A film to get you high on film creativity, Alejandro González Iñárritu’s Birdman is a top-level achievement in the medium. Michael Keaton gives a career-best performance (and should win the Oscar) as Riggan, a once-famous film actor trying to make a comeback by writing, directing, and starring in a play on Broadway. Keaton is surrounded by an incredible cast including Emma Stone and Edward Norton, with everyone bringing their A-game. The screenplay makes stinging and smart observations about theater, film, and critics while Iñárritu and the brilliant cinematographer Emmanuel Lubezki glide the camera around smoothly as if the entire film was shot in one take – though it wasn’t; kudos to editors Douglas Crise Stephen Mirrione for helping pull off such a look. Birdman may be a bit too offbeat for some viewers, but passionate film buffs won’t want to miss it.
It’s almost a cliché to call Boyhood the best film of 2014 since so many critics are doing so. But that just shows the power and appeal of the film. Filming over 12 years and telling the story of one Texas family, writer-director Richard Linklater and his wonderful cast did something special with Boyhood. Perhaps never before has a film captured the little moments of growing up in America so well, with family dynamics, pop culture, and more organically and gracefully blending together to observe life. The film has received some backlash for “being too long” or “not really being about anything,” which I guess it could be for those who relate to the characters less than others. But to me the film is about nothing and everything at the same time, like a collection of snapshots that all have their own little meanings but add up to something more in the end. I love finding films that I walk out of and know that they will be among my all-time favorites from that point forward. Boyhood is among those films.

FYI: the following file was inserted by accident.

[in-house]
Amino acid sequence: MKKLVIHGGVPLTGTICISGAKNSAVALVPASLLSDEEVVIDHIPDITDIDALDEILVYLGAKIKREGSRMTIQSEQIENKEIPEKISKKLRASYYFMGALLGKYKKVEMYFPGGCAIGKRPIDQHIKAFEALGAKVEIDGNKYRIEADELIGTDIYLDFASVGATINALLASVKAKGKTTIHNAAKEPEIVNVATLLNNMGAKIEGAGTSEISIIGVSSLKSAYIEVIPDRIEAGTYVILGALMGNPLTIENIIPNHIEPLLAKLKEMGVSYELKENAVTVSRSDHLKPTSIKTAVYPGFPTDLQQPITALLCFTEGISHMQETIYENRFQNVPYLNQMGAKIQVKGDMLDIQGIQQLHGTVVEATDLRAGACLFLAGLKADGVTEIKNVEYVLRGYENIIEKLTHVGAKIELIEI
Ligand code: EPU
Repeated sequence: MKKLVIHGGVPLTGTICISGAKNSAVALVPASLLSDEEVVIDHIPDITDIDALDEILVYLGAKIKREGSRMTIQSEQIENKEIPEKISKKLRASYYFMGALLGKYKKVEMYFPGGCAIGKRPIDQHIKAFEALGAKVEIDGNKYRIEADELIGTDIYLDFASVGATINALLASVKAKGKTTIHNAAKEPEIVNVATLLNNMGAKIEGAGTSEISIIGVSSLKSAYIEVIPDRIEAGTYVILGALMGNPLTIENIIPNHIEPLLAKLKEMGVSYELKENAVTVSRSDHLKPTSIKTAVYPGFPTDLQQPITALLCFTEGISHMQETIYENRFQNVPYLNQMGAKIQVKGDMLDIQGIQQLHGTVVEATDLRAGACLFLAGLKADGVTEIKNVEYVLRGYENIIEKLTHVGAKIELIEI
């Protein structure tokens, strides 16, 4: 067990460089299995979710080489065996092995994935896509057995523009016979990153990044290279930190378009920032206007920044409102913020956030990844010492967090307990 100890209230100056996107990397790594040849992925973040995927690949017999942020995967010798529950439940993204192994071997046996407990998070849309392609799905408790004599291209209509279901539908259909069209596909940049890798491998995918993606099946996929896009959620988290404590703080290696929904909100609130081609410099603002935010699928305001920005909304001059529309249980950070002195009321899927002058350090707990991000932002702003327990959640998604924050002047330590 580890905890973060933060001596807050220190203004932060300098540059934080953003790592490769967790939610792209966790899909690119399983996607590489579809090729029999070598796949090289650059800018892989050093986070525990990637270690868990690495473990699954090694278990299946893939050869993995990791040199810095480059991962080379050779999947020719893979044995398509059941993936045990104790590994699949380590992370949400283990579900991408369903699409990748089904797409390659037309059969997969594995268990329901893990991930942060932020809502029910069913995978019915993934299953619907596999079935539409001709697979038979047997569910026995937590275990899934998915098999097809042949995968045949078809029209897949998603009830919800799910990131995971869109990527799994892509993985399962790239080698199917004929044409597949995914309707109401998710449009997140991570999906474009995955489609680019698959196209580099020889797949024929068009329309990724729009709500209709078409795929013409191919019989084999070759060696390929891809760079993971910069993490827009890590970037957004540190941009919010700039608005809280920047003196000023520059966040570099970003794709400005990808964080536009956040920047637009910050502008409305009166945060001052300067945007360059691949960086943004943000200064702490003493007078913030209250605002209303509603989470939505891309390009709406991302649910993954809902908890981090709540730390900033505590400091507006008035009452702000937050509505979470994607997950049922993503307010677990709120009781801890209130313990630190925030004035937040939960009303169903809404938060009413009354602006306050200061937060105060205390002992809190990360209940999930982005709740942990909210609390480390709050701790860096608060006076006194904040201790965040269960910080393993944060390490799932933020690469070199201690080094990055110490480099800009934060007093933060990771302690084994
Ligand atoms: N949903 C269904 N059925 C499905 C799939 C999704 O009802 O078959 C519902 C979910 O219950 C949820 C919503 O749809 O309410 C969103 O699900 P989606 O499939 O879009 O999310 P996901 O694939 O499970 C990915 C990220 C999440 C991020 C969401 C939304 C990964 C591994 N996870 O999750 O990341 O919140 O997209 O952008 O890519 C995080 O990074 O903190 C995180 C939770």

Make sure to comment and let me know what your favorite films of 2014 were!